how-to-cut-off-a-bolt-nail-or-screw-with-bolt-cutters

How to cut off a bolt, nail or screw with bolt cutters

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Angle head bolt cutters with distance marked of how far handle tips are raised from surface (60mm) For cutting things like rusted bolts and nails protruding from a surface, it is best to use a pair of special angled-head bolt cutters which are designed to keep the jaws flush to the surface. Compact-size bolt cutters should be quite adequate for the job.
A general-purpose nail with flat head

Step 1 – Assess material

As with cutting other metals, it is important to assess the material you are going to tackle with your bolt cutters, to check that it is not hardened. Most nails, bolts and screws, however, should not be.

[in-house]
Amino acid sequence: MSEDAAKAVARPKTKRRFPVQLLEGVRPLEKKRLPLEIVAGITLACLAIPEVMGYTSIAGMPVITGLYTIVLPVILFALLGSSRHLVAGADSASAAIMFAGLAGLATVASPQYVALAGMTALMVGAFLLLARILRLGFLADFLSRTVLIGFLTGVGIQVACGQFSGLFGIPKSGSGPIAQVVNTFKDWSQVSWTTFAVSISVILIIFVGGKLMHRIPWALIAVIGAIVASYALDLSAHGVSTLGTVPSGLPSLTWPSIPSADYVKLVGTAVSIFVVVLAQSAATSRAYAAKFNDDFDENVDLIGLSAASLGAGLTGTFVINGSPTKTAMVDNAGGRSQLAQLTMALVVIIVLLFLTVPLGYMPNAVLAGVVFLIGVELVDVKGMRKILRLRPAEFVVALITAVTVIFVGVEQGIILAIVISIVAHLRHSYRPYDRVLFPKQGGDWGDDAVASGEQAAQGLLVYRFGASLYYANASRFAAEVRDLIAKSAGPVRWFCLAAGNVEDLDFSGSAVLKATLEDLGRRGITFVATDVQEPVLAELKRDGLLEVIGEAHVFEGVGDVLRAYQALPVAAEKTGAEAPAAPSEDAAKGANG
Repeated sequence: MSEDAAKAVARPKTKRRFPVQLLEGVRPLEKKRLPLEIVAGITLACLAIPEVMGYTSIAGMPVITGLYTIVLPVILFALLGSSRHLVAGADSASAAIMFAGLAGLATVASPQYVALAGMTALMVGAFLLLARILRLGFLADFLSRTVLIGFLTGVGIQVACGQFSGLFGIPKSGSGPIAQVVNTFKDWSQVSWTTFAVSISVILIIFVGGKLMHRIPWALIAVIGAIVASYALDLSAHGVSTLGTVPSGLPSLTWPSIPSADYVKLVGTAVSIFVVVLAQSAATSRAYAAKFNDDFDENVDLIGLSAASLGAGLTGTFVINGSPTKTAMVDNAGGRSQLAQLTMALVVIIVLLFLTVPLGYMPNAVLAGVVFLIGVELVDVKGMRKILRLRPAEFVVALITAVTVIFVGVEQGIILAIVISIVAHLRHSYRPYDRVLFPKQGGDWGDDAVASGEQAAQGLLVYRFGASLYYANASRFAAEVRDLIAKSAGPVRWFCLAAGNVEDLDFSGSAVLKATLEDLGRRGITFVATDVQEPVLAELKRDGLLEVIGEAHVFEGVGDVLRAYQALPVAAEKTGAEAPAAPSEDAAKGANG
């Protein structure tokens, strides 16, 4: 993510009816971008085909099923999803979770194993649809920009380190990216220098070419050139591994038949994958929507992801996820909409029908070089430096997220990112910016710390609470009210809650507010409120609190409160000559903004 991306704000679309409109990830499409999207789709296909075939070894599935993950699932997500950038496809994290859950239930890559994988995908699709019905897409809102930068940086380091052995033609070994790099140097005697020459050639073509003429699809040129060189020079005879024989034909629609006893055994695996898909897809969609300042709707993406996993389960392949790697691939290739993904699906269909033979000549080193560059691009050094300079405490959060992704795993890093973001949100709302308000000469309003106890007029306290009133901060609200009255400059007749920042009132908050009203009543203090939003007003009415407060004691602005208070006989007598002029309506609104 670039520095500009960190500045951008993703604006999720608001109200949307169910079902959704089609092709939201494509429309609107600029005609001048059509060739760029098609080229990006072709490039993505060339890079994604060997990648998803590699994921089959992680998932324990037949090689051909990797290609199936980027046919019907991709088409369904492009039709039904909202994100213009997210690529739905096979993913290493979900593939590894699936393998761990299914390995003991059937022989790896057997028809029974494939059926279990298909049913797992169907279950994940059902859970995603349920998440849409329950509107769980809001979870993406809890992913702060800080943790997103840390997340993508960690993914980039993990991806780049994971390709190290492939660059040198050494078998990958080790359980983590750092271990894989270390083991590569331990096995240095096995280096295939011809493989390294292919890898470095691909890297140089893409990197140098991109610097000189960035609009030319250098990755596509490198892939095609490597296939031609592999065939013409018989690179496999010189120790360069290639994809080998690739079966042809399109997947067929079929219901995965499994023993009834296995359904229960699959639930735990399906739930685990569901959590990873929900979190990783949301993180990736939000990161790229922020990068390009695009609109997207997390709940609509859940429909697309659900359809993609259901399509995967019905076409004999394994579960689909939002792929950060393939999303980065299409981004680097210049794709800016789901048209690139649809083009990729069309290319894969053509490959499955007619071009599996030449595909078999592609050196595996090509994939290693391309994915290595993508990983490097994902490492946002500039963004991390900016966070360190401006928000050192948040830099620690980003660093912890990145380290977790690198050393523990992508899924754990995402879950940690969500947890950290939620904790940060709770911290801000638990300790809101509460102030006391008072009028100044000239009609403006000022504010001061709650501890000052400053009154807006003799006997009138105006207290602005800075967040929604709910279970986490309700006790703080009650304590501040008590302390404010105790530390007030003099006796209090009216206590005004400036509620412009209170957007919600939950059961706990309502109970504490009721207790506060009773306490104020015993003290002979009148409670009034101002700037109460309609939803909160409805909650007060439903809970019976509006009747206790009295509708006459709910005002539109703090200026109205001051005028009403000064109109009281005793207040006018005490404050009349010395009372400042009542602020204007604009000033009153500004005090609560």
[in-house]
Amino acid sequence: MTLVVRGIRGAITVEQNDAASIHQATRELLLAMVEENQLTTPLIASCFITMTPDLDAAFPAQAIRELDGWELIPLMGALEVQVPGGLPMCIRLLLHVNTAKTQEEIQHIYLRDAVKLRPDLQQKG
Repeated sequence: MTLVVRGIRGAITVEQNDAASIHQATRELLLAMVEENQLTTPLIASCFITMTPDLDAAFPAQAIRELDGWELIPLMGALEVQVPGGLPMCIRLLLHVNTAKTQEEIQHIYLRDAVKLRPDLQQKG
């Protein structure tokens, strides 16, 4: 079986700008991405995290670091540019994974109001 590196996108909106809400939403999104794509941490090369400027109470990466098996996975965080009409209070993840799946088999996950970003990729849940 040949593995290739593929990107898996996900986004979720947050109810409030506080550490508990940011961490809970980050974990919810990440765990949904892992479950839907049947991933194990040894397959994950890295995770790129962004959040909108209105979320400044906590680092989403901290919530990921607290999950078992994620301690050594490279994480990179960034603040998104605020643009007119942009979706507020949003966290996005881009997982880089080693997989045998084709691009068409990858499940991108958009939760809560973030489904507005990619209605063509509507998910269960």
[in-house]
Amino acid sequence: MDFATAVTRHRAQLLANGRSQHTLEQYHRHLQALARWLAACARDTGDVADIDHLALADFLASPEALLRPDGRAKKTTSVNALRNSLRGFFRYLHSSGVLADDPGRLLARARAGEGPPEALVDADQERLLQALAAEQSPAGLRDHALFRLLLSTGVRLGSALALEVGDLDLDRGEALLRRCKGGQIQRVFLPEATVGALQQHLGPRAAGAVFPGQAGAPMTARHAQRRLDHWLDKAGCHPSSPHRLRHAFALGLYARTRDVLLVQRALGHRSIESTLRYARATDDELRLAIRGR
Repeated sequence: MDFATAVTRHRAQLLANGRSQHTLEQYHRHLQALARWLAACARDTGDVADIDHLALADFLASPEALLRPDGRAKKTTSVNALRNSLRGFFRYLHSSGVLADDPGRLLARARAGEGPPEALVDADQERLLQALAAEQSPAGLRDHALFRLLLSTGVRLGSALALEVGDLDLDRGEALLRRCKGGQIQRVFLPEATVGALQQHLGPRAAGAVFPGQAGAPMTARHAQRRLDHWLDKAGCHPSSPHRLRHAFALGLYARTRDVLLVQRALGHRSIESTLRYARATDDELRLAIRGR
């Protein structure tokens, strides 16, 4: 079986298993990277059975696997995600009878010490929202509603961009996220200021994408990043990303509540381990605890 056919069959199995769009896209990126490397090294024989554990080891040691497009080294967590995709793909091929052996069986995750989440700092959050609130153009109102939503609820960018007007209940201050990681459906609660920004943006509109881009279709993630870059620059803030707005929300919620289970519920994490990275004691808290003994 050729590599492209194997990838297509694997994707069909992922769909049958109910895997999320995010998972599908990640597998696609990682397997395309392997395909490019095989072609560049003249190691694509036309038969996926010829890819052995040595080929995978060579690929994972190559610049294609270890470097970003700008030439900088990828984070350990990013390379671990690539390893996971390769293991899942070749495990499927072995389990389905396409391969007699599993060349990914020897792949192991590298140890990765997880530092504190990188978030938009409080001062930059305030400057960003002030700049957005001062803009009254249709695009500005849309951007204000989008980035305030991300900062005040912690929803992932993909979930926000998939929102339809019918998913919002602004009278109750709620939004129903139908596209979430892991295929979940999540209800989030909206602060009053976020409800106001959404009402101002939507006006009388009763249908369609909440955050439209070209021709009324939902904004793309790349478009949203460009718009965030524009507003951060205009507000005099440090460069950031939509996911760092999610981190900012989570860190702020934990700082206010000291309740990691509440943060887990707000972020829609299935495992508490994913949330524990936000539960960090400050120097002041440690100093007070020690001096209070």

Angle head bolt cutter closed tightly around nail they are about to cut

Step 2 – Position material

Manoeuvre the cutters to the deepest possible position on the shank of the bolt, screw or nail for the strongest cut. If a bolt is fastened too tightly for you to access the shank, you will have to cut the head instead – aim to cut as close to the bottom as possible to keep your tool from slipping.

Bolt cutters cutting through excess material on a bolt on a staircase

Step 3 – Apply force

Press handles together smartly and the upper part of the nail or bolt should easily snap off cleanly.